A family play about facing up to aging, crossed with a nightmarish satire of the none-too-distant future? Playwright Tamsin Oglesby’s National Theater debut, “Really Old, Like Forty-Five,” is certainly ambitious. But although the contrasting components of her dementia dystopia make sense thematically, they fail to cohere dramatically.
Three generations of a family are struggling with the fact that highly active and opinionated grandmother Lyn (Judy Parfitt) is showing signs of encroaching Alzheimer’s Disease. Add to that their confused (and confusing) embrace of a government initiative whereby the elderly are being encouraged to “adopt” orphaned grandchildren.
The potentially involving scenes of growing worry and dislocation are intercut with secret discussions in a government department. These center on radical solutions to the problems faced by a country where 38% of the population is over the age of 60.
Compassionate naturalism meets sci-fi horror head-on when Lyn and her sister (touchingly optimistic Marcia Warren) are admitted to the Ark. This purports to be a care-facility for the elderly but is really a test center for radical treatments that lower costs to society by quietly killing off patients.
In one of the play’s many pre-echoes, the latter scenario is a government twist on the private-medicine book and movie, “Coma.” But where Michael Crichton pursued his agenda by having audiences engage with a central character trying to solve a mystery, Oglesby shoots herself in the foot by revealing everything from the start.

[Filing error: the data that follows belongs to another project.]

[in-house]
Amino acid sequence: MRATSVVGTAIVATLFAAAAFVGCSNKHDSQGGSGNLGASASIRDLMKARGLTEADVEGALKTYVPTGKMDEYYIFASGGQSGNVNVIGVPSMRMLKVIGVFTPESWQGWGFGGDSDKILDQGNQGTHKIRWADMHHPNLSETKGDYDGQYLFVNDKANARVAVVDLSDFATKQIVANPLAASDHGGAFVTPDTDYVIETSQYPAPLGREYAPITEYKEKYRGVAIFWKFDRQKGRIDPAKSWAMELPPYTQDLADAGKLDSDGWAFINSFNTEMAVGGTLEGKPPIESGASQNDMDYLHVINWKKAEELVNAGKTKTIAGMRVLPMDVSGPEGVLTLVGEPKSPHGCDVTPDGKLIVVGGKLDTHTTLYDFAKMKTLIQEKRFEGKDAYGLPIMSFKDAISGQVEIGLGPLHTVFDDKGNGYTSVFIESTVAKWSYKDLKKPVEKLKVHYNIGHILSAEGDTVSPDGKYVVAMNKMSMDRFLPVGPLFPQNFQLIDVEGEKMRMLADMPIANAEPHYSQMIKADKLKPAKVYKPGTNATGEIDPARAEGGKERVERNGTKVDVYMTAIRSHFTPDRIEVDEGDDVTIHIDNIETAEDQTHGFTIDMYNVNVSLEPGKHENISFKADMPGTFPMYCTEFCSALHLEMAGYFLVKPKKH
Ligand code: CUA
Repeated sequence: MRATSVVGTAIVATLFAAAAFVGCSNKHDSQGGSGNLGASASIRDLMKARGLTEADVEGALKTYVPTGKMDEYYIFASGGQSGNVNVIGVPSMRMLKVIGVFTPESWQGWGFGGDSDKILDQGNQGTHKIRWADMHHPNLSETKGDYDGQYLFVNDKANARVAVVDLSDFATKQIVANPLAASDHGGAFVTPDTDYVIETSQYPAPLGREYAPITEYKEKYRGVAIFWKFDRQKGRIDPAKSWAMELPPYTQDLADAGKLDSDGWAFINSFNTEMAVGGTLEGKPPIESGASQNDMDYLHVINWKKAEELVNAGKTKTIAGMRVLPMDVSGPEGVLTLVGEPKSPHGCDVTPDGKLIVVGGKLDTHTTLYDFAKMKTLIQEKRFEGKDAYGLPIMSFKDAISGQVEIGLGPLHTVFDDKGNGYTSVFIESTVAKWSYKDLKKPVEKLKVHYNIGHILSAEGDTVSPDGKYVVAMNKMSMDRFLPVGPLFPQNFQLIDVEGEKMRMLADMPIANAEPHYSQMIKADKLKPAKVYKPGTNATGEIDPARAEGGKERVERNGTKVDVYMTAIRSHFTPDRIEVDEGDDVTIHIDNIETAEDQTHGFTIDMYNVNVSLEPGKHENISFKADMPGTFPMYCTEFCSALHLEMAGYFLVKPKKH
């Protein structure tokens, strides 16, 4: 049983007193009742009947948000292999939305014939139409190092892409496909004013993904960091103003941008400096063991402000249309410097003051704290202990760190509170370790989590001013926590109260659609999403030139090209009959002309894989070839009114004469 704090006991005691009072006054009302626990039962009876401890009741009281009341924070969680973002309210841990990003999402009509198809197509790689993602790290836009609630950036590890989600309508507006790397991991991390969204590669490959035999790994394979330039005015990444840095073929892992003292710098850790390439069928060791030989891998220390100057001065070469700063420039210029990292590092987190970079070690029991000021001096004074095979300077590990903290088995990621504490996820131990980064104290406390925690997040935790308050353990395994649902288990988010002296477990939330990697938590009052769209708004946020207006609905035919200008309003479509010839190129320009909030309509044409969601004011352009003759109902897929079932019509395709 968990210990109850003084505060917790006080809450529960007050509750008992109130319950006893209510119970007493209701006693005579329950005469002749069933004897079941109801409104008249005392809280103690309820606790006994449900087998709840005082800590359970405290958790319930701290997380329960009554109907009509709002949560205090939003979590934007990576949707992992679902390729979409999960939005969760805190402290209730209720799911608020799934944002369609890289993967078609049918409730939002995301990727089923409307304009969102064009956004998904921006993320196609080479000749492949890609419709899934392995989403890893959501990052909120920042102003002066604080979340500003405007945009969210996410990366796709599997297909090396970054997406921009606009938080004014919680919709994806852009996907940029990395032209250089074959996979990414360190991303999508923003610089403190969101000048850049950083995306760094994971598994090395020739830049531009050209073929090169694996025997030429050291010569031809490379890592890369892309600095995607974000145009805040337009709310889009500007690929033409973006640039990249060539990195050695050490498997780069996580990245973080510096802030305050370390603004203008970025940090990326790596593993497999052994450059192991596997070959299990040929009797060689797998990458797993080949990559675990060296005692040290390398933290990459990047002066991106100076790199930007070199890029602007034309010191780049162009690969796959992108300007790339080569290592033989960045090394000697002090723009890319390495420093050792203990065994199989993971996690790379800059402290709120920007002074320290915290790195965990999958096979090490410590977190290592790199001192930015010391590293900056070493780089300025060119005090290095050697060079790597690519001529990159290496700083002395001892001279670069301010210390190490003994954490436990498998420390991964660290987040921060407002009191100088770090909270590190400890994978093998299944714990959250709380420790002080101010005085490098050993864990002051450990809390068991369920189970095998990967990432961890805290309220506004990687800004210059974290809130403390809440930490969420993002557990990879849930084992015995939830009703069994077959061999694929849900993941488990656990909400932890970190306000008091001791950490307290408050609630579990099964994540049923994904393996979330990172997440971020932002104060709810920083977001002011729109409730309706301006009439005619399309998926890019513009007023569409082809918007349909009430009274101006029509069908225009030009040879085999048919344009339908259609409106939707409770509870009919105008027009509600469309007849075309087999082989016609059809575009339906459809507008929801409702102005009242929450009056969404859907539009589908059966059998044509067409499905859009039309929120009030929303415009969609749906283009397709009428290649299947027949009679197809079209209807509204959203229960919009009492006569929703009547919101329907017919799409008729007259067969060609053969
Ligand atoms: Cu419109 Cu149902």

Her over-explanatory scenes set out the topical agenda via gloriously exasperated Paul Ritter’s superb comic turn as Monroe, the increasingly rattled government spokesperson. However, presentation of all the information removes tension, leaving audiences nothing to do but witness the consequences being played out.
Oglesby eschews the thriller format to focus on the way her characters deal with the complex family situation. But that focus is too split. Despite the best efforts of director Anna Mackmin’s cast, who wring their roles for emotion, too many characters remain underwritten and limp.
It’s ironic that the most vivid impression is made by Michela Meazza as a “Stepford Wives”-style robot developed to administer sympathy. Inventively choreographed by Scarlett Mackmin, her exquisitely subtle performance supplies what has been missing elsewhere: subtext.
Lez Brotherston’s drab sets for the family scenes not only lack defining detail to flesh out characters’ lives, they’re on a cumbersomely slow revolve that further drains the already episodic action of momentum. Placing the government plotting scenes on a raised area above the main action amplifies the effect of politicians playing with people like pawns. However, the separation also emphasizes the fault-line of this too schematic play.